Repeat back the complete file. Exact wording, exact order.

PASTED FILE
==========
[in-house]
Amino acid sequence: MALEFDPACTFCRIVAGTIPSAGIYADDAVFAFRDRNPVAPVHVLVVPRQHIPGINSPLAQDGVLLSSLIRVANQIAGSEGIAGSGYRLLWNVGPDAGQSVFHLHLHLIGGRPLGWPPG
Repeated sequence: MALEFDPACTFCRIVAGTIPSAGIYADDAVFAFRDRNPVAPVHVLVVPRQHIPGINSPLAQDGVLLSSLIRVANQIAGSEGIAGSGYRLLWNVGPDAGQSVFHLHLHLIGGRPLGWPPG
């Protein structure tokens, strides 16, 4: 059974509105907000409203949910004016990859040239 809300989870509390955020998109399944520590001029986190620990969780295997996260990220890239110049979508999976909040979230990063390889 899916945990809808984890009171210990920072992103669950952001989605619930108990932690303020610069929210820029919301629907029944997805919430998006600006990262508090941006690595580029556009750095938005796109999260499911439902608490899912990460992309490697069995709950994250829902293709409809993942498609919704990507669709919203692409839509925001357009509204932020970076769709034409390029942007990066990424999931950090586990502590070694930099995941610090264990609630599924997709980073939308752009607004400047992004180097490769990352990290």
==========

[in-house]
Amino acid sequence: MALEFDPACTFCRIVAGTIPSAGIYADDAVFAFRDRNPVAPVHVLVVPRQHIPGINSPLAQDGVLLSSLIRVANQIAGSEGIAGSGYRLLWNVGPDAGQSVFHLHLHLIGGRPLGWPPG
Repeated sequence: MALEFDPACTFCRIVAGTIPSAGIYADDAVFAFRDRNPVAPVHVLVVPRQHIPGINSPLAQDGVLLSSLIRVANQIAGSEGIAGSGYRLLWNVGPDAGQSVFHLHLHLIGGRPLGWPPG
């Protein structure tokens, strides 16, 4: 059974509105907000409203949910004016990859040239 809300989870509390955020998109399944520590001029986190620990969780295997996260990220890239110049979508999976909040979230990063390889 899916945990809808984890009171210990920072992103669950952001989605619930108990932690303020610069929210820029919301629907029944997805919430998006600006990262508090941006690595580029556009750095938005796109999260499911439902608490899912990460992309490697069995709950994250829902293709409809993942498609919704990507669709919203692409839509925001357009509204932020970076769709034409390029942007990066990424999931950090586990502590070694930099995941610090264990609630599924997709980073939308752009607004400047992004180097490769990352990290």